Tuesday, November 07, 2006

So You Want to Be a Sentencing Commissioner?

In part one of this two-part series, MD sentencing commissioner Russell Butler described how he got involved with the commission there. In part two he concludes with consideration of the commission's work and benefit of being a commissioner, including what you should ask yourself if you have the opportunity some day.

Ongoing work of the Commission

The Commission has over the years developed a routine. Normally the Commission meets four times per year and has an annual public hearing. After the legislature creates a new crime or changes the penalty of an existing crime, the [Guidelines] Committee meets and recommends to the Commission how the offense should be classified. Other changes have been made over the years. Most of the changes have been small and incremental. The Commission has always attempted to have a rationale when adopting any change. I believe and hope that the judiciary has better confidence in the guidelines today. In my view, we have reasonably considered issues that have been brought before us.

As I have served from the beginning of the Commission, I feel I understand the process because I have lived the institutional history. In many regards because of the change of membership, my personal belief is that there is far more posturing on the Commission now. In my view, arguments are made rather than compromises to create controversy in hope to stall change. Fortunately, despite not having the mutual compromises as had occurred in the past, the Commission has in my view continued to improve the guidelines, but I doubt that everyone on the Commission would so agree.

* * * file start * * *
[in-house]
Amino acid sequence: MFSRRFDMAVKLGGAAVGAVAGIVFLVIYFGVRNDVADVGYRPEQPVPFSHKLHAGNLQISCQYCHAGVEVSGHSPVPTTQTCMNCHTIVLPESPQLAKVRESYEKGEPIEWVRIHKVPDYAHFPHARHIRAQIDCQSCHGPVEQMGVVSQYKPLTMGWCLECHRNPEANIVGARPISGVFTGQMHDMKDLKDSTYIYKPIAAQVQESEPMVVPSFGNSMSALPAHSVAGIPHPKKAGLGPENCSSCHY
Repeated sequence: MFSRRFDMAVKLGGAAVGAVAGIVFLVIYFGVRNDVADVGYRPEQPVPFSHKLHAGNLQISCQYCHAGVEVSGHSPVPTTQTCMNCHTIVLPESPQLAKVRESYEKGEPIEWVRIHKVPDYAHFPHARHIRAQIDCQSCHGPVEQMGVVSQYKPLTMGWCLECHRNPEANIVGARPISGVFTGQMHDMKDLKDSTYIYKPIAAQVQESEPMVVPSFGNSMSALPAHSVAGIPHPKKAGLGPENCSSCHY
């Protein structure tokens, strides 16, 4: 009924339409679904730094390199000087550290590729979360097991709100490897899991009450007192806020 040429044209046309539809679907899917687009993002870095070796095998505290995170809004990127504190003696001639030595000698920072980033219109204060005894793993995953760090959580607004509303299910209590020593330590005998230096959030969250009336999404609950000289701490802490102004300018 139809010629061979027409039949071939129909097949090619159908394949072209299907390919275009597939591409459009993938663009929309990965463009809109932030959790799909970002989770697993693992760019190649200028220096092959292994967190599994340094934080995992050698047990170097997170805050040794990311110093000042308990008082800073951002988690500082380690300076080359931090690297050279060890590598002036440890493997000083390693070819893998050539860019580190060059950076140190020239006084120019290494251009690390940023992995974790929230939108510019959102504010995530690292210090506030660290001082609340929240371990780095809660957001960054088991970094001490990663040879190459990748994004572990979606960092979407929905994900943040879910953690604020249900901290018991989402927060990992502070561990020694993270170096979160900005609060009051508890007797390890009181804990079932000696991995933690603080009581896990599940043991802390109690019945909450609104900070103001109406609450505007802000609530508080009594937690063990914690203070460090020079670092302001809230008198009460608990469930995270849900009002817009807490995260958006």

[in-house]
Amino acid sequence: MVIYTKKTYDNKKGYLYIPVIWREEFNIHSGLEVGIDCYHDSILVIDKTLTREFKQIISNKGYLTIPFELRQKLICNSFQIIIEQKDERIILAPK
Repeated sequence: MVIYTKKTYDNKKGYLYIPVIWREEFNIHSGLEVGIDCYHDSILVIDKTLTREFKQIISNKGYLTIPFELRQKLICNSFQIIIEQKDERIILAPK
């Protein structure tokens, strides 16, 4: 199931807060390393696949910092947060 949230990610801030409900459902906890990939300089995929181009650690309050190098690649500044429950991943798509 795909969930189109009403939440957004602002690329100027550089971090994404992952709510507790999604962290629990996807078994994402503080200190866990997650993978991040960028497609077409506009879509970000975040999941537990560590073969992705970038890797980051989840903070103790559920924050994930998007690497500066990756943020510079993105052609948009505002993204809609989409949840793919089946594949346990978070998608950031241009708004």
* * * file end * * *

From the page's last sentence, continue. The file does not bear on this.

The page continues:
The benefit of serving on the Commission

While I understand my role on the Commission is to represent the perspective of victims and I believe I have done that, I also understand that my duty to the Commission is to take a broader public perspective. As such, I try to understand the perspective of the public, judge, prosecutor, defense attorney, probation officer, victim, etc. I believe in compromise and believe that I can help to make reasoned public policy to improve the justice system through the sentencing guidelines and COMAR provisions. I also hope that my colleagues also better understand the perspectives of crime victims and their interests because of my service in the Commission.

If you are interested in serving on the Commission, I hope that you ask yourself why. The correct answer as far as I am concerned would be that you are interested in issues and you want to participate in a dialog to improve sentencing policy. Be prepared to serve on a commission as an advocate to express your concerns on behalf of whom you were appointed. Be willing to listen to all of the perspectives of others and think about and address what the public would think about whatever the decision that is being considered. In the end, be reasonable and compromise to the extent that you can to be an effective policy maker acting in the interest of all.

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